Wednesday marks the 12th anniversary of the September 11 terrorist attacks. To honor those who lost their lives and those currently serving as first responders, Sistersville and the surrounding communities came together to celebrate Heroes Day on Sunday.
Activities kicked off Sunday at 10 a.m. at the Sistersville First United Methodist Church with a special worship service followed by a free meal. Then the community lined Main Street for a parade through the center of town featuring veterans and first responders from the surrounding towns.
"What we're doing is allowing people to see the equipment up close and to see and thank the first responders," said Bill Dawson of the Sistersville Volunteer Fire Department.
Dawson said the festivities in Sistersville and the upcoming events in neighboring communities honoring 9/11 should not only be about honoring the fallen of the past but also think about the present and future.
"Not only do we want to remember those men and women who died on 9/11/2001 but when you look at the state of West Virginia, volunteer fire departments are hurting and there's not enough volunteers," said Dawson. "So if we were able to take 9/11 and lift up those local men and women who serve whether its firefighting, EMS or law enforcement. It'd be a way to bring awareness to the community that we need your help."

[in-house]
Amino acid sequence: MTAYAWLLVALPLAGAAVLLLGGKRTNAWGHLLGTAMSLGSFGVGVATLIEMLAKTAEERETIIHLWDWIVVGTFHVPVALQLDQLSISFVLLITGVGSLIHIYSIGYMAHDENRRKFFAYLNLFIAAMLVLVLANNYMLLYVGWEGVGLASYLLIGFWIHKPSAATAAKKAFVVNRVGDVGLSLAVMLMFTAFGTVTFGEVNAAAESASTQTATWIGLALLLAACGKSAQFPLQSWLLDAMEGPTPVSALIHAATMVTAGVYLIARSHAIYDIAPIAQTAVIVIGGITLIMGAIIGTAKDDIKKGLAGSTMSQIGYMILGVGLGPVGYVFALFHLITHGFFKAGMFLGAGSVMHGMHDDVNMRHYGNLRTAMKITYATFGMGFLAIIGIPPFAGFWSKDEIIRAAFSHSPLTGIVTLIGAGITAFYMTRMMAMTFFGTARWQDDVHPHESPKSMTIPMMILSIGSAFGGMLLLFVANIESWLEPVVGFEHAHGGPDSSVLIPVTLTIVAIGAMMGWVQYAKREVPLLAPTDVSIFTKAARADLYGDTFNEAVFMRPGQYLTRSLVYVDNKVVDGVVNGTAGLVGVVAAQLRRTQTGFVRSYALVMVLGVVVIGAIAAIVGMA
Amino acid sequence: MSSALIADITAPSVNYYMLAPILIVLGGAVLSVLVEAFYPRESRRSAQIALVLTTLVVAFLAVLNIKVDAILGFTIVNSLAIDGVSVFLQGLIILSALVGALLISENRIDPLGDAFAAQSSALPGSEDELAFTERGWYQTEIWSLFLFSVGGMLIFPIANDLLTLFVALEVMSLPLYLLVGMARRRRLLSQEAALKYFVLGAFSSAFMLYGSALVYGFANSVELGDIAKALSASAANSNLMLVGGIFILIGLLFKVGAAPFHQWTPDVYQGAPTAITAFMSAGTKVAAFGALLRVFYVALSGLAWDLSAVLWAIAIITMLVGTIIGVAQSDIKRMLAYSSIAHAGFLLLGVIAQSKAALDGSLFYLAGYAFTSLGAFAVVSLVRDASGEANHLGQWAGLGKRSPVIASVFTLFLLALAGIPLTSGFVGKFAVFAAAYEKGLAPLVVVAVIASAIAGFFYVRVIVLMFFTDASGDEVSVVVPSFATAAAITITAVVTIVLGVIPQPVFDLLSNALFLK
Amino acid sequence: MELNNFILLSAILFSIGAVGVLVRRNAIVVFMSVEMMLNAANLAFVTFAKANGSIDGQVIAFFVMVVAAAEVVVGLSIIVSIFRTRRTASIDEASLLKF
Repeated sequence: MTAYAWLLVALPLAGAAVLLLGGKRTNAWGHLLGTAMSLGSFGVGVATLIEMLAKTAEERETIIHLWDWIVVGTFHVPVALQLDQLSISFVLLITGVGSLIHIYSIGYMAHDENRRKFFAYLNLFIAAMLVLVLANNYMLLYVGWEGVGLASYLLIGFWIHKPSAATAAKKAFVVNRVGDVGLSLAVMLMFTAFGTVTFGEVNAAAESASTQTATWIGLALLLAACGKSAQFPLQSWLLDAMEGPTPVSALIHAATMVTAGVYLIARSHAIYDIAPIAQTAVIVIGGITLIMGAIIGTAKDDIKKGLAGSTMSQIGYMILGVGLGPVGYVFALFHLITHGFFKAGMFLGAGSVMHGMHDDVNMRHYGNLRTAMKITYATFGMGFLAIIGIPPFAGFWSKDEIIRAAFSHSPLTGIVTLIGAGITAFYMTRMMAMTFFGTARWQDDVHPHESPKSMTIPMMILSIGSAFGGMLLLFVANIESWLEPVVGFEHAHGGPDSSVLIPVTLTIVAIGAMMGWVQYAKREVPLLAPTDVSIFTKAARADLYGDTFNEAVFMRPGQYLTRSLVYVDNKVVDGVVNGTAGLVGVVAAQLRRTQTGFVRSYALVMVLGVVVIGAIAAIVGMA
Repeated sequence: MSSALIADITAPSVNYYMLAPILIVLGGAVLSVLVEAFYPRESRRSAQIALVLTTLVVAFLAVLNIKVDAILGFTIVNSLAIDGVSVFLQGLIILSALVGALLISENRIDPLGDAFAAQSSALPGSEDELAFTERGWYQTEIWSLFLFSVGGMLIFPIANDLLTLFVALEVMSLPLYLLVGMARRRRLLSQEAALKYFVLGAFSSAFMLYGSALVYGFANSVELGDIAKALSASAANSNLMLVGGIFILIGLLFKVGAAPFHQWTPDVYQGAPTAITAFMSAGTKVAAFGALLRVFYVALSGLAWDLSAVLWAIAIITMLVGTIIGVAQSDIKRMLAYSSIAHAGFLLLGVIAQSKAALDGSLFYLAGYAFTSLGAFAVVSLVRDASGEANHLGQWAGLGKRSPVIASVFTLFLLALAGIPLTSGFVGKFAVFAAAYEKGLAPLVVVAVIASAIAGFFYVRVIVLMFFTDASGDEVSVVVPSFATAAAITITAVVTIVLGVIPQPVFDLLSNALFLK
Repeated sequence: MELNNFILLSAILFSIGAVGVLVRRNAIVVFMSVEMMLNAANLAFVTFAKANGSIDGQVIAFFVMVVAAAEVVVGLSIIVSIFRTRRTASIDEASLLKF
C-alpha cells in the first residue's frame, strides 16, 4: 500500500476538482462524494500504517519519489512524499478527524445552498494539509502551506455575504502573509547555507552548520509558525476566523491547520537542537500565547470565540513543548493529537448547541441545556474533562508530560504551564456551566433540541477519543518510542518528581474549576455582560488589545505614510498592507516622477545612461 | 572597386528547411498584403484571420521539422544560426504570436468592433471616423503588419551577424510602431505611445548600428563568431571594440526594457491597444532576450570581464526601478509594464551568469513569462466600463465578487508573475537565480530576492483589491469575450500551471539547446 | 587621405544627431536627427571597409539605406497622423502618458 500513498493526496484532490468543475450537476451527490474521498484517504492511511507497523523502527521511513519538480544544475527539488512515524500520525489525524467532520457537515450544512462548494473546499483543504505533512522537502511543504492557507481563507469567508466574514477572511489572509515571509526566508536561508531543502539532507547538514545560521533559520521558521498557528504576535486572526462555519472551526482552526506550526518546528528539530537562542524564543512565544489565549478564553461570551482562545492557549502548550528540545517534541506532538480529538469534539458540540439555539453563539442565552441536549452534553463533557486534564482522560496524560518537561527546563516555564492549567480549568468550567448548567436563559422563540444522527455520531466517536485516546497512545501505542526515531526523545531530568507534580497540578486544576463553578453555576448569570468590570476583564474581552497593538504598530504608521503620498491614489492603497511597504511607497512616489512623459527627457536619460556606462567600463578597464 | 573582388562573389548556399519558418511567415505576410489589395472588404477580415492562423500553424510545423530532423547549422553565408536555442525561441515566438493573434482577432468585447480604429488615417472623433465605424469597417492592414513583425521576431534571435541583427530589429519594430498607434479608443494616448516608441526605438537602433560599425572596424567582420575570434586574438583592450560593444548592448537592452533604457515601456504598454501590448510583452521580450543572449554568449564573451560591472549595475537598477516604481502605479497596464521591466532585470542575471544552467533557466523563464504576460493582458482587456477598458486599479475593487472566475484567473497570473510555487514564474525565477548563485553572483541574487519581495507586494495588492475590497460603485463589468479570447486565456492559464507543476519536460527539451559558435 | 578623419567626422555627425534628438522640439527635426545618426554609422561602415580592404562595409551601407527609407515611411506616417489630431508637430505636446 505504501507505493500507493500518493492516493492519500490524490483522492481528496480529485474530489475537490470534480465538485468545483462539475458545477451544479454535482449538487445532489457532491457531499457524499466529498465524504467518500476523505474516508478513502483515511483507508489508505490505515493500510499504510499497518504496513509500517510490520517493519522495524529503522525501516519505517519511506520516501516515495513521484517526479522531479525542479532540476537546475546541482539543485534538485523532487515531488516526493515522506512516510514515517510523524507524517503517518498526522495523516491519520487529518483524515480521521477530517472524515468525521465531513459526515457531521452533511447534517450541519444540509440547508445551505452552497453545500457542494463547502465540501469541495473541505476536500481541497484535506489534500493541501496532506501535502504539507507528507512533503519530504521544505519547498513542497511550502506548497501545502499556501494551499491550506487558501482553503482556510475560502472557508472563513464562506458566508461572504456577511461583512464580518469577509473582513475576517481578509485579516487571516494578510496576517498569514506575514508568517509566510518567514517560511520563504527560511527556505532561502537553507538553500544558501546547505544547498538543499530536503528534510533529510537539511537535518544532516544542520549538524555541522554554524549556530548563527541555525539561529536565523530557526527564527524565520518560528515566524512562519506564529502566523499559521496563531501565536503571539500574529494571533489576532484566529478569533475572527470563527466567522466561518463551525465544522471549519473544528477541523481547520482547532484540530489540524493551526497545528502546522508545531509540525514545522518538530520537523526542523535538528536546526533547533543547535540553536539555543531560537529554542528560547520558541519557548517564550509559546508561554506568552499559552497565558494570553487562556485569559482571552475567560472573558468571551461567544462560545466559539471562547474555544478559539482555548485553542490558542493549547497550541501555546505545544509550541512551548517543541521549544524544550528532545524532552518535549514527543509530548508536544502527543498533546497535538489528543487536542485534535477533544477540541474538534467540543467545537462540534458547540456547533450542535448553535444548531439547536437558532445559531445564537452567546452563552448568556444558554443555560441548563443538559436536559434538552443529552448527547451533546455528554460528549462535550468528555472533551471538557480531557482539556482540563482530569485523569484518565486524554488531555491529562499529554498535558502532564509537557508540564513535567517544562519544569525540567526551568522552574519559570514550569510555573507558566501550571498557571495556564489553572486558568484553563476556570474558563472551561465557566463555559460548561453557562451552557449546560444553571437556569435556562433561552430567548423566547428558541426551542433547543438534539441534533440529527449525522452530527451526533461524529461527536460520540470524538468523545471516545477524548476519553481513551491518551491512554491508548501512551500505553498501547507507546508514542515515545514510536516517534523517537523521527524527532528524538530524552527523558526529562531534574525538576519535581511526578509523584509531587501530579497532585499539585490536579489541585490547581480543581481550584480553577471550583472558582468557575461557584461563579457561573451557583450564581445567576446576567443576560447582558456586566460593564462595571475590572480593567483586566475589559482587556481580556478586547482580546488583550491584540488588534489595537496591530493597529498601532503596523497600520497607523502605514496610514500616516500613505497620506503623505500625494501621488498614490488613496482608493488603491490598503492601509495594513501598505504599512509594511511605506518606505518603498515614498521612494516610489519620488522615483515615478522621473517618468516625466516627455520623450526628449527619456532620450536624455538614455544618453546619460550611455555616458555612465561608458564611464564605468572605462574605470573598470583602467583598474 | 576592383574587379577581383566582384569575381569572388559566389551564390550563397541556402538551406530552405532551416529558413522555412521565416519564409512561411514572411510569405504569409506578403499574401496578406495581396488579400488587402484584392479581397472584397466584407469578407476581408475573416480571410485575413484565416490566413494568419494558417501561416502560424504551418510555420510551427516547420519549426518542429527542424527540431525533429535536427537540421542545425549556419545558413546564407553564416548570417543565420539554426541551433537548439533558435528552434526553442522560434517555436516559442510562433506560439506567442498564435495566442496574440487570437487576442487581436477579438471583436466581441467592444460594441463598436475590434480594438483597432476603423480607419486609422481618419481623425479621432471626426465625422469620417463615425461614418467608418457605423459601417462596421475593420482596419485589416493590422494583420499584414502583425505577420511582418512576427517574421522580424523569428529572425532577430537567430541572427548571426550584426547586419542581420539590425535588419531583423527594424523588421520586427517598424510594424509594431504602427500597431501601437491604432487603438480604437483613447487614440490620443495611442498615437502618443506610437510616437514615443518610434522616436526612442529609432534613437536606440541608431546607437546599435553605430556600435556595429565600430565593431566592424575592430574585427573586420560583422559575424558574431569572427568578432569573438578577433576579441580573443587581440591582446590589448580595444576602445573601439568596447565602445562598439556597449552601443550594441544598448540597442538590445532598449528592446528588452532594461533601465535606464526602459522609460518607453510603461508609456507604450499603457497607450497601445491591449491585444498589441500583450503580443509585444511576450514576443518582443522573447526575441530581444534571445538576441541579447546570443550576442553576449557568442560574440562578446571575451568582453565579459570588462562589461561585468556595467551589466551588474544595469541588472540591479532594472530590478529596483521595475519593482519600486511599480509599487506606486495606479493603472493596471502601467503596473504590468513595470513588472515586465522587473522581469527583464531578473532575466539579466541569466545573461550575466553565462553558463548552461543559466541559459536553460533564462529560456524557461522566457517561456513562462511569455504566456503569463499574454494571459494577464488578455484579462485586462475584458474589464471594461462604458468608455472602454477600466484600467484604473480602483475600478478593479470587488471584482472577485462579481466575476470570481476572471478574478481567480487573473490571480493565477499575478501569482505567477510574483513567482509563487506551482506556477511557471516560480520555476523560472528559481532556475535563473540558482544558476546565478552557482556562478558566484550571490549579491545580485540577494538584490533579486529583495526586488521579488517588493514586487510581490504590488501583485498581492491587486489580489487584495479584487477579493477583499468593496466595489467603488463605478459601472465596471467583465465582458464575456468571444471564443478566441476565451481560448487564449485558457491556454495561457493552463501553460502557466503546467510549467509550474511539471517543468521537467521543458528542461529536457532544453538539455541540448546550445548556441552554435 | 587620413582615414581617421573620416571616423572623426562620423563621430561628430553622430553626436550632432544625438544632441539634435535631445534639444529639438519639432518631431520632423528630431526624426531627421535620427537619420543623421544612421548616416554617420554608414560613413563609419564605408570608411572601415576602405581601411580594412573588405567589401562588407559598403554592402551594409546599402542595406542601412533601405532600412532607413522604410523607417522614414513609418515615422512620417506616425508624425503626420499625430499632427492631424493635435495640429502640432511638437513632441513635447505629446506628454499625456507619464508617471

One group has thought of a special way to honor first responders. Operation Thank You For Your Service was started in New Martinsville. Co-founder Earl Smith thought Heroes Day would be a perfect time to spread the word.
"We just felt we wanted to see more respect for fire, EMS and police, all the first responders so we formed this and our mission statement is to try to shake the hand, give a card and an American flag lapel pin to every first responder in the state of West Virginia," said Smith.
Operation Thank You For Your Service started in New Martinsville in honor of Patrolman Bruce Smith who lost a battle with cancer. The operation of giving first responders flag lapels and a handshake has now spread to 7 other West Virginia communities.